It’s that time of year…cake toppers, bridal brunches and save the dates. Wedding season is just about here! Unfortunately, not all things wedding-related are always so lovely. Without a plan, combining finances with your soon-to-be spouse can lead to a lot of frustration and hurt feelings. In fact, one study found that 70% of couples argued about money more than any other topic.
Why? The topic of personal finance is usually considered “taboo” in most social situations, so talking through money management habits is usually a little awkward, especially if it’s your first conversation.
Having a concrete plan can help you communicate about money and spending habits that might otherwise be missed.
One approach is the “foursquare” method. It works like this: Each of you divides a piece of paper into four squares, or sections, with the following titles: Assumptions, Requirements, Goals, and Dreams.
Within each section, list a few bullet points that describe your approach, ideas and attitude about that title.
Assumptions should include any long-held ideas you have about money. These Assumptions are likely impacted by the way your parents handled money, or your prior or current approach to finance. For example, you might assume that you would
combine finances and share spending history with complete transparency when you’re married.
On the other hand, you might assume that you’d have separate checking accounts and certain “extra” spending that you don’t need to clear with your partner.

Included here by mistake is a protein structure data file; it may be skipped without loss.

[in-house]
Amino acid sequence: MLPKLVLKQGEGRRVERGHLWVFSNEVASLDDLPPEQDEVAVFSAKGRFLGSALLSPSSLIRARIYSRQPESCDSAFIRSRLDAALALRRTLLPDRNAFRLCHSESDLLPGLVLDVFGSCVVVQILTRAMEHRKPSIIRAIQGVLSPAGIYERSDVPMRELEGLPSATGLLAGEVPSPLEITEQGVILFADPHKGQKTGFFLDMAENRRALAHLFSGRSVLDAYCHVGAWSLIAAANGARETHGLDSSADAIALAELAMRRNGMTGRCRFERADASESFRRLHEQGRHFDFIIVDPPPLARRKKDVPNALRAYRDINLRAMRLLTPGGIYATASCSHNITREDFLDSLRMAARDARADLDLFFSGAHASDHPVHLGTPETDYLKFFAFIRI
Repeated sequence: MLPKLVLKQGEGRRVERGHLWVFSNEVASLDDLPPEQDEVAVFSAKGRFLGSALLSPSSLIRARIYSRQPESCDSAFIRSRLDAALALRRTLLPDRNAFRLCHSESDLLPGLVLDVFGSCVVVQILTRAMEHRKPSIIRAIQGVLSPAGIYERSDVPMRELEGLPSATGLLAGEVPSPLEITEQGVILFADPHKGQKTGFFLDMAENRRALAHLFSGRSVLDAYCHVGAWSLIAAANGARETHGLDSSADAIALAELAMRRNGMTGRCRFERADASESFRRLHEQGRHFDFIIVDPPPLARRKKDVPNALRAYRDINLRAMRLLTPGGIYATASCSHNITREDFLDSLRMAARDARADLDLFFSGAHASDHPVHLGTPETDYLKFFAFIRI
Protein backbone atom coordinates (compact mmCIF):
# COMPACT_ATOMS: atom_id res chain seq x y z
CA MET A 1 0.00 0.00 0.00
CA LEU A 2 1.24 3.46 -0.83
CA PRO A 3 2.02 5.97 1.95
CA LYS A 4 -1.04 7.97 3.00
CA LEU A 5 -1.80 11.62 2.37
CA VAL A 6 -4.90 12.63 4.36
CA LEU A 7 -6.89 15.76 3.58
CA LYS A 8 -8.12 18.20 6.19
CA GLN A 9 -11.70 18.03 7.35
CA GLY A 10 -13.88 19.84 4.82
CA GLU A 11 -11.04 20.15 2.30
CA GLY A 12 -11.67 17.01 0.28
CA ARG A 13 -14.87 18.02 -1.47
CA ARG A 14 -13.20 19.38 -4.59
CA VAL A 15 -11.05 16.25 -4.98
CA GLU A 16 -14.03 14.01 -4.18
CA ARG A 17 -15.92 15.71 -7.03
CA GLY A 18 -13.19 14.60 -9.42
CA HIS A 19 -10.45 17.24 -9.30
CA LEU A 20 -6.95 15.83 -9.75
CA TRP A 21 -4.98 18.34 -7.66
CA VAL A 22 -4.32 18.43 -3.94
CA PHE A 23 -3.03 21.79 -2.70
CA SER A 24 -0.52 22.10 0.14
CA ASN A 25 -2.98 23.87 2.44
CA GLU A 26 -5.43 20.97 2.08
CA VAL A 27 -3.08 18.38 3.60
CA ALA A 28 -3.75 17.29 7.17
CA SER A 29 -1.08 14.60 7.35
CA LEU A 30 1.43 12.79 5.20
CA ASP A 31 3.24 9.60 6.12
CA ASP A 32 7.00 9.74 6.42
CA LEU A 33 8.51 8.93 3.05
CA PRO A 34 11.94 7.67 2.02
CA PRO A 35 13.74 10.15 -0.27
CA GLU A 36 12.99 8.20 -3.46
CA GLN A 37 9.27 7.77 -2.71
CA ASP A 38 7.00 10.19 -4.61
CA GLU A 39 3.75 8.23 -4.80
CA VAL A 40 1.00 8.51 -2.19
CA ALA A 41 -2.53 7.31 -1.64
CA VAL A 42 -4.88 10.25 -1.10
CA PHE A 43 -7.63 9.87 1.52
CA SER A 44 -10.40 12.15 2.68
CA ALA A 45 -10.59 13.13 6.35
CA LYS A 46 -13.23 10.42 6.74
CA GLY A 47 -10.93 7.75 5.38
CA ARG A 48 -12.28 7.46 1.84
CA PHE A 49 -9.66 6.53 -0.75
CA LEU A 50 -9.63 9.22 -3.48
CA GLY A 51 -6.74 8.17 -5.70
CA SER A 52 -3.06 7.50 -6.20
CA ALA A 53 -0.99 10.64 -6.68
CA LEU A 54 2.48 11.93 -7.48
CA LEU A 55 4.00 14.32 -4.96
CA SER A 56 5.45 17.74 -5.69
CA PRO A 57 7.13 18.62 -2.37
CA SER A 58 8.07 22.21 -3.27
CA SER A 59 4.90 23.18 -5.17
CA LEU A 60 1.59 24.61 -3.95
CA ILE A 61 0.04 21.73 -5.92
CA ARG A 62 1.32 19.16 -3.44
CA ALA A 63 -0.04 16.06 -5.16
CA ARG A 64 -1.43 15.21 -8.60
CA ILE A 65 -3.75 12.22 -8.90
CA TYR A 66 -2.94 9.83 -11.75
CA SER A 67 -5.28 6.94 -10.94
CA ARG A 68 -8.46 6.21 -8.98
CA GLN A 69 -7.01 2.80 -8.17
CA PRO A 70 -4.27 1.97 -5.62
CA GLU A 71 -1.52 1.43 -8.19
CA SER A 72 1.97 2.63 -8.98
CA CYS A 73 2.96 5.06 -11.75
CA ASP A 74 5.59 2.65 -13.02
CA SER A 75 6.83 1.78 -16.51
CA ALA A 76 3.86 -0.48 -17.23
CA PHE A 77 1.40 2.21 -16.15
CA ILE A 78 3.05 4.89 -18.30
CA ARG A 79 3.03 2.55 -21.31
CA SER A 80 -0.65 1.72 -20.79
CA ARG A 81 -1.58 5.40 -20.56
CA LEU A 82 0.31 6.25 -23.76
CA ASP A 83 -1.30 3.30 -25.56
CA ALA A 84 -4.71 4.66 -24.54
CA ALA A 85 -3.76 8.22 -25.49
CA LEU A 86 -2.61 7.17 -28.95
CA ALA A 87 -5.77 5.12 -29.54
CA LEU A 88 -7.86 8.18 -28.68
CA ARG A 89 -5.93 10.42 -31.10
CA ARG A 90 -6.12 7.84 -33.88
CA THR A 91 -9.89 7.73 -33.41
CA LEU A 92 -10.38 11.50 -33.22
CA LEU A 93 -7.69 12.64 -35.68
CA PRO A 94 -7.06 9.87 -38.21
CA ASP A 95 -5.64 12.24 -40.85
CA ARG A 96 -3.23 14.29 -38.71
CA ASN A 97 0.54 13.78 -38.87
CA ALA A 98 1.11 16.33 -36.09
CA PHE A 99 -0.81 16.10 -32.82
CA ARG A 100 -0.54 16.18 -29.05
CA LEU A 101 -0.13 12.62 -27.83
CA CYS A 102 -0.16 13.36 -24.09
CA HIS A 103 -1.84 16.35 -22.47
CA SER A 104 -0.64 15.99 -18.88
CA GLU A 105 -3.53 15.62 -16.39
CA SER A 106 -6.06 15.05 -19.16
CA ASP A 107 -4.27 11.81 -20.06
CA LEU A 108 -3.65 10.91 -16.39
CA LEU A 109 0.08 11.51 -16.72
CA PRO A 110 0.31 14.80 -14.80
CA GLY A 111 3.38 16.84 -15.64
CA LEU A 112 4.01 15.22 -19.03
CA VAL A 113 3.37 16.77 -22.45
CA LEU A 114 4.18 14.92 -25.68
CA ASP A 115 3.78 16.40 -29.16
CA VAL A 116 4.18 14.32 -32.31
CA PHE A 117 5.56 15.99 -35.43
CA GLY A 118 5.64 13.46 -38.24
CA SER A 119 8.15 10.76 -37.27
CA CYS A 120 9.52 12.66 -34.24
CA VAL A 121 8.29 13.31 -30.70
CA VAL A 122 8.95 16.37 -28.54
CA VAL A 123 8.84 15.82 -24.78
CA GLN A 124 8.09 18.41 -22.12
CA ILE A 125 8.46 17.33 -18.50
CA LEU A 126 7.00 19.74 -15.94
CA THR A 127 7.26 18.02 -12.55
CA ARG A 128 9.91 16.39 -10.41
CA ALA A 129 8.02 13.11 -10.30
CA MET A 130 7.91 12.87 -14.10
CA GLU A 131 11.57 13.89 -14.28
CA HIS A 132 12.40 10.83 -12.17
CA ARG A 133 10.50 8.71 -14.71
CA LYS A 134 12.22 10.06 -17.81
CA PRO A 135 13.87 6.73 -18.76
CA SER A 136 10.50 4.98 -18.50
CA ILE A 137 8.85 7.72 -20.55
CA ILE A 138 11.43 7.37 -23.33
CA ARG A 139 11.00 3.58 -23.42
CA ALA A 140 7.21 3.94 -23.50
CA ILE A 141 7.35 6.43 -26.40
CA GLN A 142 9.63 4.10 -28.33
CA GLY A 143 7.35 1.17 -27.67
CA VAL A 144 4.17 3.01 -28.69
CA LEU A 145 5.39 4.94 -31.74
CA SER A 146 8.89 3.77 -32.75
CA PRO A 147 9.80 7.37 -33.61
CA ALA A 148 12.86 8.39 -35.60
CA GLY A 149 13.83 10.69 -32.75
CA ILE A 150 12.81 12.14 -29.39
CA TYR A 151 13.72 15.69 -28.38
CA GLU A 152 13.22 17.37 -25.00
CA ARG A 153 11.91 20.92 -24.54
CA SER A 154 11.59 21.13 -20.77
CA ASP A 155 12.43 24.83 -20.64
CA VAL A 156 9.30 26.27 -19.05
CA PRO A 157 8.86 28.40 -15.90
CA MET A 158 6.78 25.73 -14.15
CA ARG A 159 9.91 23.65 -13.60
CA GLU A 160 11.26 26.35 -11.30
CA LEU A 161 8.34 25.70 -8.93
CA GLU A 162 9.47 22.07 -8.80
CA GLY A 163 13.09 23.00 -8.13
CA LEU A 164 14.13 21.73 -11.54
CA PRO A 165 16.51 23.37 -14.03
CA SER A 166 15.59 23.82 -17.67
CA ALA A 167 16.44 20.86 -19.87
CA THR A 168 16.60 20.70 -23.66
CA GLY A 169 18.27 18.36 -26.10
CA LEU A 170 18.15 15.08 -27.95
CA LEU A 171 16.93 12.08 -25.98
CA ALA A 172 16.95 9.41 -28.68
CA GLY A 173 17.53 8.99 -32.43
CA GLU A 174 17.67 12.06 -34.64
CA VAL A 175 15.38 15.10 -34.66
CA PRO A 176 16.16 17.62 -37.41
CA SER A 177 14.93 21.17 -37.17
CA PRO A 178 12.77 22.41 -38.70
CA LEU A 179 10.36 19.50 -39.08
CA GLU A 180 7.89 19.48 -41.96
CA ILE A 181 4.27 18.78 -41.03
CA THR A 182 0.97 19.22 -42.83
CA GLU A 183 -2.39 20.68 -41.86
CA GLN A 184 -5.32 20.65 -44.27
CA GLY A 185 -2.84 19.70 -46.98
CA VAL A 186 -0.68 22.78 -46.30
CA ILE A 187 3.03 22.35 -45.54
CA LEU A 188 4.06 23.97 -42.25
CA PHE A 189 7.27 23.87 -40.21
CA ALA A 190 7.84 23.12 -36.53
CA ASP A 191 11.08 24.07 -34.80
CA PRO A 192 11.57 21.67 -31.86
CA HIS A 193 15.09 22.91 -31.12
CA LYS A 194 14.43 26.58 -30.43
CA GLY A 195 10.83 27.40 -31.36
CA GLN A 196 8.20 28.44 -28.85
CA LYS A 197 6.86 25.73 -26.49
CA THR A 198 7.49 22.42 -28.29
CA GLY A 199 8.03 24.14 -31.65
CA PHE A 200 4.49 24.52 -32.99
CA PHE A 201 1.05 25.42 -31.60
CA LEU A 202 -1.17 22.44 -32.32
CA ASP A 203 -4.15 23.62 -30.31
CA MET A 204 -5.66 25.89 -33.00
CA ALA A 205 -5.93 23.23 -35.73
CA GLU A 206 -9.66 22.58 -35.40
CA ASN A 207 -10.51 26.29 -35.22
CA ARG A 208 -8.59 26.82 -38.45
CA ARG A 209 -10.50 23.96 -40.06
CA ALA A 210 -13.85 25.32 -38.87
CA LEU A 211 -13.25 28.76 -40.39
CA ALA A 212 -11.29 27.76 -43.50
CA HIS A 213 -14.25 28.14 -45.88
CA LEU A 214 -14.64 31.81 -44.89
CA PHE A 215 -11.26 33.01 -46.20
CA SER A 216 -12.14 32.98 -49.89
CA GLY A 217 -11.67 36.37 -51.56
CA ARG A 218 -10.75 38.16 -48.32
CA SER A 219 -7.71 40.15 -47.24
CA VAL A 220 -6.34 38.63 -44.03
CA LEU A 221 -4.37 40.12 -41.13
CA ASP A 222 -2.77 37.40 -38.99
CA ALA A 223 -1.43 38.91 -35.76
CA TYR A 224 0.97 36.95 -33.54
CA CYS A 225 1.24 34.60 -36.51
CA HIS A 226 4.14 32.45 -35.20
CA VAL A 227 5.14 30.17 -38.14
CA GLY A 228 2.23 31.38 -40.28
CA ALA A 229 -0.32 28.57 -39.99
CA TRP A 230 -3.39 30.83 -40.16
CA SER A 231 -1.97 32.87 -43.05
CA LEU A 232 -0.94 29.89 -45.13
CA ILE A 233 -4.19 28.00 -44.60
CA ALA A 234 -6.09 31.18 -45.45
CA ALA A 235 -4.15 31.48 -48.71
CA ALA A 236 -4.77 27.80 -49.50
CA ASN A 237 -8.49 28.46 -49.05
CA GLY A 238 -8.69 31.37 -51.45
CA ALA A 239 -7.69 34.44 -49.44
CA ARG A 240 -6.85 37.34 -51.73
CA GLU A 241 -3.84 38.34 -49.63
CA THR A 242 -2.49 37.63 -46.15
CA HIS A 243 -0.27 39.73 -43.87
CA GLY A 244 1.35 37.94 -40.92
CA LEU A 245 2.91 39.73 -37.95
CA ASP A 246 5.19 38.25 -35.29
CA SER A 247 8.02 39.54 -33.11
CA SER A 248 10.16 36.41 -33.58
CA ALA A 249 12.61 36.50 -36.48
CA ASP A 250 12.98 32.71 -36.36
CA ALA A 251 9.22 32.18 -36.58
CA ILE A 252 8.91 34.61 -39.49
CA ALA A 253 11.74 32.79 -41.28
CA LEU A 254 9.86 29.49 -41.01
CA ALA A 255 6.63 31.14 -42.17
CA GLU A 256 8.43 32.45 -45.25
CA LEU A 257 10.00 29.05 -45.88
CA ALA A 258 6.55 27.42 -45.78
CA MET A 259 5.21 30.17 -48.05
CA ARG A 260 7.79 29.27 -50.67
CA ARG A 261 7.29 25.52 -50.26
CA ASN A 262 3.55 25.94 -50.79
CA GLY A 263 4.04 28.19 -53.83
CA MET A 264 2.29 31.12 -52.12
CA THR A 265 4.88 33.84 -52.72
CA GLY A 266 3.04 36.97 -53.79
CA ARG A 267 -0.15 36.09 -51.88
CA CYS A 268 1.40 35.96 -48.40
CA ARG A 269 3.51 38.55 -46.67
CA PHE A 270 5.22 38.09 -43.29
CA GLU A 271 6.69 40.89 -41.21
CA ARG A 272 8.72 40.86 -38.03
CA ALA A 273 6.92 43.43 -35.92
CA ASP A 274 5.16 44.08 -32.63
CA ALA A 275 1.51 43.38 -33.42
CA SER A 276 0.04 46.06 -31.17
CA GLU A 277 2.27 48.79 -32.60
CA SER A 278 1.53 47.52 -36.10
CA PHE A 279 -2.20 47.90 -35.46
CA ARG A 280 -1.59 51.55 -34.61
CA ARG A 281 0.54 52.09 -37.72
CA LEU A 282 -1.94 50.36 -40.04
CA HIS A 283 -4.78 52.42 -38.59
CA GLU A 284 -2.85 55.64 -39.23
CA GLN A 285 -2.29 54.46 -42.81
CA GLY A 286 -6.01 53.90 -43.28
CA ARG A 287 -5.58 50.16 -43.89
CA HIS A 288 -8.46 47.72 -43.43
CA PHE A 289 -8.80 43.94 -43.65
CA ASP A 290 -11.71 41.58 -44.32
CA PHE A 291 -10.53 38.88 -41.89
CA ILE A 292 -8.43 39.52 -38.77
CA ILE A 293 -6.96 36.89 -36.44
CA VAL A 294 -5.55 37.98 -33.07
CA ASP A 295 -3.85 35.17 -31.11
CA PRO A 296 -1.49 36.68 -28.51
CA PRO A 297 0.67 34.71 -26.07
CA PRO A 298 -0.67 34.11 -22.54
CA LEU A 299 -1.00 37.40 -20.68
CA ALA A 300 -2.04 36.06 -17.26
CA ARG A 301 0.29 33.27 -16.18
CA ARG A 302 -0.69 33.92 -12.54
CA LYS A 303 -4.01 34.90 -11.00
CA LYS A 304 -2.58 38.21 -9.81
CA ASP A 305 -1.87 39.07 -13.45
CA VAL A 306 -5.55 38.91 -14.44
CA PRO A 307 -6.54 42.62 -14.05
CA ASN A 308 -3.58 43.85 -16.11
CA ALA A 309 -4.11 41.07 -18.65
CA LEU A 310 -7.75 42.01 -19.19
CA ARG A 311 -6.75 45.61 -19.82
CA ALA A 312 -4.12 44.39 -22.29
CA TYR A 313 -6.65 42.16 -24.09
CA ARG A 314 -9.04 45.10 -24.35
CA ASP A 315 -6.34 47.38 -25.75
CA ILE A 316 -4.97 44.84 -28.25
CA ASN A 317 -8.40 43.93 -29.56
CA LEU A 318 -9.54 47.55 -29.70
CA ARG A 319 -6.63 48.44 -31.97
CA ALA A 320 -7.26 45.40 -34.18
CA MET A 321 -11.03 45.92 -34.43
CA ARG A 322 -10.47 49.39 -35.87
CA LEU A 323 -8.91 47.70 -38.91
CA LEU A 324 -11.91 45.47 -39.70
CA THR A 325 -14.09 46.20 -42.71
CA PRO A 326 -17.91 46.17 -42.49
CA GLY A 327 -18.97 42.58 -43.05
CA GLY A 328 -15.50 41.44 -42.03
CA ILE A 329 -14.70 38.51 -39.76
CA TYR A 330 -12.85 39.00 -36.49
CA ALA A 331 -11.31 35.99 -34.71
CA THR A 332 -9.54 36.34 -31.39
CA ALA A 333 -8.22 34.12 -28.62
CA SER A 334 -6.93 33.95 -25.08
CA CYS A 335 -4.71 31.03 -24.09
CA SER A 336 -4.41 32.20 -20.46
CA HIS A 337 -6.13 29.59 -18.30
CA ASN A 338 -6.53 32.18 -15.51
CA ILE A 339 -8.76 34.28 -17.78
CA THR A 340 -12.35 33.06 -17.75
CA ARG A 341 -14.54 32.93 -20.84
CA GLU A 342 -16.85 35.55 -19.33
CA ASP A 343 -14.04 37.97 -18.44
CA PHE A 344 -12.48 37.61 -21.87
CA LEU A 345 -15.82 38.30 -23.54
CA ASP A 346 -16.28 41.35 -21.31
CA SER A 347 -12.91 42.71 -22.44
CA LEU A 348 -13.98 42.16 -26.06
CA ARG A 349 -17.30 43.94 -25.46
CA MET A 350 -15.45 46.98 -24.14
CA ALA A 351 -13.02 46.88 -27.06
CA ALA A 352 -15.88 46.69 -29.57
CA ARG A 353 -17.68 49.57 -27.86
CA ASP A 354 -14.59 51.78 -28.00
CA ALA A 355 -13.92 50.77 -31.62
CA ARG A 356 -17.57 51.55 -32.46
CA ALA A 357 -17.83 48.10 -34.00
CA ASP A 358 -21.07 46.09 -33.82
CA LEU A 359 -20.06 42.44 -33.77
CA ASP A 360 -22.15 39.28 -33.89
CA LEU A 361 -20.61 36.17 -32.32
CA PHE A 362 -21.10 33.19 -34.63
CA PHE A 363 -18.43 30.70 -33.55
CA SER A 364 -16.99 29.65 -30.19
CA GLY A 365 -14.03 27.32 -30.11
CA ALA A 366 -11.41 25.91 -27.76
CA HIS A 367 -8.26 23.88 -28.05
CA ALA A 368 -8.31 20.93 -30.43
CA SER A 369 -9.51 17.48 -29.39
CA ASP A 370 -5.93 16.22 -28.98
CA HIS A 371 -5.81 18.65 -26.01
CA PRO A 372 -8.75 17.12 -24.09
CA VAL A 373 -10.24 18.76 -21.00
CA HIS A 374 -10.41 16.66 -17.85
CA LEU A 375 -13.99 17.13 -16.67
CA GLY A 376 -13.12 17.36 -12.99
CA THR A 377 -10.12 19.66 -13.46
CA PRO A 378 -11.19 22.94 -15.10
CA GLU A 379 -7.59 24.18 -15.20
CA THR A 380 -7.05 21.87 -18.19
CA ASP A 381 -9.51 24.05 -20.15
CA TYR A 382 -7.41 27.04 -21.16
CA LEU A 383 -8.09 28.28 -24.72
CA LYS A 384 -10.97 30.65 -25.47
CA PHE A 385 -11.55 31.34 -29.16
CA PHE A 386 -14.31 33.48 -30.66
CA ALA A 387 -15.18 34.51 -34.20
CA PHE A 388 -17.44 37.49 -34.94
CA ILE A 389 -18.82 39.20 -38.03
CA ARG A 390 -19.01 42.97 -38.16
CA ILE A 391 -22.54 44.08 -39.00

Requirements are your non-negotiables. For example, you might require that you always maintain three-months worth of funds in your saving account. Or you might require that you only purchase a car using cash, versus financing it.
GoalsGoals should be things you want to accomplish between now and the next five years – i.e. putting down 10% on a new home or paying off your college loans.
Dreams are essentially long-term goals. For example, you may have a dream of owning a vacation or second home, or saving enough money to retire when you’re both 60 years old.
Keep in mind that skipping an annual vacation in order to save for an early retirement could be an Assumption for some people, and a Requirement for others. Either way, the point of the foursquare exercise is to provide a tool to allow you to dig deeper into the emotions and meaning of finance.
Remember, when it comes to marriage, talking about finances is more than just sharing your respective monthly incomes and how much money you have saved in the bank.
Proactively discussing finances can save you and your partner from a lot of headache down the road, and will likely allow you to save more AND achieve your financial goals quicker.
For even better co-money management, do the foursquare exercise every year. Just like life, finances and priorities change, so it’s important to make sure you’re both on the same page, regardless if you’re a newlywed or a seasoned vet.